7 - I know that the brand has aesthetically evolved over the years, and it's actually really refreshing for me to see. I feel like as an entrepreneur sometimes it's hard to imagine that it's OK for a brand to evolve, and that most actually do. What has this process been like for you all? You've done such an amazing job.
Kavi - Thank you! Another case of just not knowing any better. When we have changed our look in the past, it has been because it seems natural to me that anything could evolve and change over the years. The last time we majorly changed our look, in 2015, and to look how it does now, it was a real logistical nightmare – but as you grow it only gets harder. That’s why we love doing our Studio Juice series – limited edition drops every few months, a chance for us to maneuver like a very tiny brand and create a whole new look and story.
8 - I love your notion "perfume is armchair travel". As a chef, and now a skincare creator - scent is SO important to me, and really dictates a lot about my life. I feel that in a way, the 2010s in west LA lost a bit of intimacy with fragrance and everything started to smell like palo santo. I love palo santo, but it isn't the same as an elegantly crafted perfume. I've found myself in quarantine spritzing more regularly because it feels like a finishing touch - even if I'm in a sweatsuit. Maybe that's my way of traveling a little bit. It feels good. How do you feel perfume or fragrance is valuable to the human experience?
Art is valuable to the human experience whether it uses the medium of sound, image, or fragrance, etc. Scent and music are great because they are invisible. They imply worlds that you can explore in the mind without visual representation prejudicing your experience.
9 - What are some of the rituals and routines that enable you to work at your highest level of creativity?
Kavi - Electronic and new wave music, very loud, it has helped me design and be creative since I was in college. Being in a room alone (so rare!). The first thing I listen to as I start work is often the album Darklands by Jesus and Mary Chain, it’s so soothing.
David - I need private space with closed doors. I need to consume inspiration from sources like music, books, pop culture. I need time to heavily research every point of the world of the fragrance I’m working on.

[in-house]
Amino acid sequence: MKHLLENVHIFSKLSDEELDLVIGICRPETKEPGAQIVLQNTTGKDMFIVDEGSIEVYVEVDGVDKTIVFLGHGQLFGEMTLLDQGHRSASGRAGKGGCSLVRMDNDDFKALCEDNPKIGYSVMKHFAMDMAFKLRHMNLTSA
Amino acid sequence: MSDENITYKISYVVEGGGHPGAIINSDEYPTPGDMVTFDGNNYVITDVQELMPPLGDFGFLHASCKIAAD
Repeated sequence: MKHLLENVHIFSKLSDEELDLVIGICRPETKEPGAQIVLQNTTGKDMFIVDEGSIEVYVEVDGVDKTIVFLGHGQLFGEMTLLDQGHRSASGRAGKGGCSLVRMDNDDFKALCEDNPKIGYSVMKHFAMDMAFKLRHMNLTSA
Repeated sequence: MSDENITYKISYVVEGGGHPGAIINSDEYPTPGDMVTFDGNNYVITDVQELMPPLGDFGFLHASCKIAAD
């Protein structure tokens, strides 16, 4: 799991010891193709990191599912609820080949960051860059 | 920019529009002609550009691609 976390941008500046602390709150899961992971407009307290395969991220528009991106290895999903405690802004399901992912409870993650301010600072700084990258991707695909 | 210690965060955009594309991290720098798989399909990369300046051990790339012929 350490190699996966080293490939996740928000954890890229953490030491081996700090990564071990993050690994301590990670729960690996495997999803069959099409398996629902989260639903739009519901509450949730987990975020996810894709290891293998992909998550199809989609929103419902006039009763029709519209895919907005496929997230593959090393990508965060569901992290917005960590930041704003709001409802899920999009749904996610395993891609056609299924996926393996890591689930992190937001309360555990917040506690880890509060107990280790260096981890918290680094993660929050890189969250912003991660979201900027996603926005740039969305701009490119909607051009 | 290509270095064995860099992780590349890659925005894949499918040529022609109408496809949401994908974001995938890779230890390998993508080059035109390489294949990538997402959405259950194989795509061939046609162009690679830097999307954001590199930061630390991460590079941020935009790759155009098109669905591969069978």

10 - What is your philosophy when it comes to skincare and/or 'self-care'?
Kavi - I’m all for self-care in terms of self improvement, enlightenment. I don’t care much for pampering rituals. Self-care is being present and grounded with my work and family so I know I’m giving each my all and not flailing around. I recently stopped looking at Instagram, not sure how long it will last, but I’m happy to now fill that time with reading bits and pieces of articles and newsletters instead of scrolling through images.
David - I don’t do anything for my skin. Self-care is woven into the fabric of everyday life and must include others around you.
11 - Your top 3 life essentials.
Kavi - New Order, green chilis, face oil.
David - Humility, patience, gratitude.
10 - What did you learn from 2020 as both a business and a person?
Kavi - It was a time to adjust and pivot and that will always lead to growth, professionally and personally. I learned to slow down, enjoy being less social, and indulge in repetition.
David - You either learn through wisdom or suffering. Drastic changes are around the corner. It’s best to prepare yourself for uncertainty and to accept that fact of life.
11 - What are you excited about for 2021? Tell us anything!
Kavi - Dinner parties, fewer possibly, but I can’t wait to gather again. Entertaining is important in my culture and in our family as well. I miss seeing our team and spontaneously talking about ideas. Excited to see what’s different. It can’t and won’t go back to normal – our perspectives have changed, our priorities have changed. Who knows what regular life will be like after all this?
David - Continuing the good fight. Getting the vaccine and being able to see people inside for long hours with no masks.